Alfonso Rafael Cabrera Galicia - DR project

On Chip Bias Circuits for Cryogenic Applications

Doctoral Researcher: Alfonso Rafael Cabrera Galicia
Local ZEA-2 Supervisor: Ashok Arun
Academic Supervisor: Stefan van Waasen, University of Duisburg-Essen (UDE)
Topic: Quantum Computing
Research Field: Information

Many scientific experiments are performed at extreme cryogenic temperatures, between 1K to 10mK, in order to fulfill essential environmental conditions for the observation and exploitation of a physical phenomenon; e.g. super conductivity or thermal noise reduction. Therefore, most of the cryogenic experiments are carry out inside dilution fridges able to reach temperatures below 1K, but with limited cooling power. This sets a limit to the amount of heat load, due to electrical power dissipation and physical mass contributions, that can be handled by the fridge.

Alfonso Rafael Cabrera Galicia's DR project
Integrated circuits in wafer

Some of these experiments are the quantum bit manipulation, the polarization of sensitive resistive bolometers and the operation of submillimeter cameras based on kinetic inductance detectors [1] [2] [3] [4]. In addition, all of these experiments require some form of control or readout system. Moreover, by implementing this system by means of an ASIC, several benefits (e.g. signal processing in situ and reduction of heat load) for the development of the cryogenic experiment could be obtained. Allowing the lightening of the fridge specifications or the inclusion of more sensors [5].

Some of the fundamental blocks of any ASIC are the bias circuits, since these provides a stable voltage or current reference to other circuit blocks. Subsequently, it is critical to develop bias circuits (e.g. bandgap references, linear and switching voltage regulators) that are capable of cryogenic operation and can satisfy the specifications imposed by the experiment. Essentially, the goal of this research project is the development of cryogenic bias circuits. To achieve it, the ZEA-2 is proposing the use of an IC technology based on UTBB FDSOI CMOS devices, which are able to operate at cryogenic temperatures [6] [7].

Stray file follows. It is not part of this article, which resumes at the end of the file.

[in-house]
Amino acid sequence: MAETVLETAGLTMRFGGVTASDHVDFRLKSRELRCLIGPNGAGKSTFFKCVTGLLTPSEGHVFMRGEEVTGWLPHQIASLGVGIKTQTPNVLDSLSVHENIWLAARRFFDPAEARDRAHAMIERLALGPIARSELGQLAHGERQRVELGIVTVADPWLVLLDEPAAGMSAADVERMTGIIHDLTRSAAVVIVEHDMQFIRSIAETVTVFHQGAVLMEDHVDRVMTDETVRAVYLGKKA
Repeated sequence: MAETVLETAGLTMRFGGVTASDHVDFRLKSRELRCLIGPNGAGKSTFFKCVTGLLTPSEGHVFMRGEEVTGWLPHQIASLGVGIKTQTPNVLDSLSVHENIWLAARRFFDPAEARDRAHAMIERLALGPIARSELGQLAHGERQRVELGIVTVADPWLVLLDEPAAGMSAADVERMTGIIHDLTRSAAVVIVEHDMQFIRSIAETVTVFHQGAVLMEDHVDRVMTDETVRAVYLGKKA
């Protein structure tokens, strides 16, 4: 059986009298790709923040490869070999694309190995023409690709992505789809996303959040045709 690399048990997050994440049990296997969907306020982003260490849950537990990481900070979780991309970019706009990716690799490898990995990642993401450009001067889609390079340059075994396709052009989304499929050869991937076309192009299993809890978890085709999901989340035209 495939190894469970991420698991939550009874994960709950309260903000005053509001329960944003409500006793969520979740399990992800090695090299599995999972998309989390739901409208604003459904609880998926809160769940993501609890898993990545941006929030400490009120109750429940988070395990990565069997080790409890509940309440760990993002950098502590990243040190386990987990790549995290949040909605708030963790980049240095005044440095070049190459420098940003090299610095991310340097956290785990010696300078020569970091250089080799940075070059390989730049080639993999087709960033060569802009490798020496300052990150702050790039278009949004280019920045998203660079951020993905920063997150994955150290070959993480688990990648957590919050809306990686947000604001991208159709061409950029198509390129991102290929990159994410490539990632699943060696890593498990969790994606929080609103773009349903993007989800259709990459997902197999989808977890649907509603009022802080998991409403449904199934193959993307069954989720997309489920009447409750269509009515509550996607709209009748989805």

[1] Elzerman, J. M., R. Hanson, L. H. Willems van Beveren, B. Witkamp, L. M. K. Vandersypen, and L. P. Kouwenhoven. “Single-Shot Read-out of an Individual Electron Spin in a Quantum Dot.” Nature 430, no. 6998 (July 2004): 431–35.
[2] Arute, Frank, Kunal Arya, Ryan Babbush, Dave Bacon, Joseph C. Bardin, Rami Barends, Rupak Biswas, et al.
“Quantum Supremacy Using a Programmable Superconducting Processor.” Nature 574, no. 7779 (October 2019): 505–10.
[3] Broïse, Xavier de la, and Olivier Gevin.
“ECLIPSE, the Cryogenic Readout Circuit of the Polarimetric Camera BBOP for the SPICA Space Observatory Project.” Journal of Low Temperature Physics, February 1, 2020.
[4] Castillo-Dominguez, E., P. Ade, P. S. Barry, T. Brien, S. Doyle, D. Ferrusca, V. Gomez-Rivera, et al. “Mexico-UK
Sub-Millimeter Camera for Astronomy.” Journal of Low Temperature Physics 193, no. 5–6 (December 2018): 1010–15.
[5] B. Patra, et al., “A Scalable Cryo-CMOS 2-to-20GHz Digitally Intensive Controller for 4×32 Frequency Multiplexed
Spin Qubits/Transmons in 22nm FinFET Technology for Quantum Computers”; Proceedings of the 2020 IEEE International Solid- State Circuits Conference (ISSCC), San Francisco, CA, USA, 2020.
[6] Carter, R., J. Mazurier, L. Pirro, J-U. Sachse, P. Baars, J. Faul, C. Grass, et al. “22nm FDSOI Technology for
Emerging Mobile, Internet-of-Things, and RF Applications.” In 2016 IEEE International Electron Devices Meeting (IEDM), 2.2.1-2.2.4. San Francisco, CA, USA: IEEE, 2016.
[7] Bonen, S., U. Alakusu, Y. Duan, M. J. Gong, M. S. Dadash, L. Lucci, D. R. Daughton, et al. “Cryogenic
Characterization of 22nm FDSOI CMOS Technology for Quantum Computing ICs.” IEEE Electron Device Letters, 2018, 1–1.

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Last Modified: 14.07.2023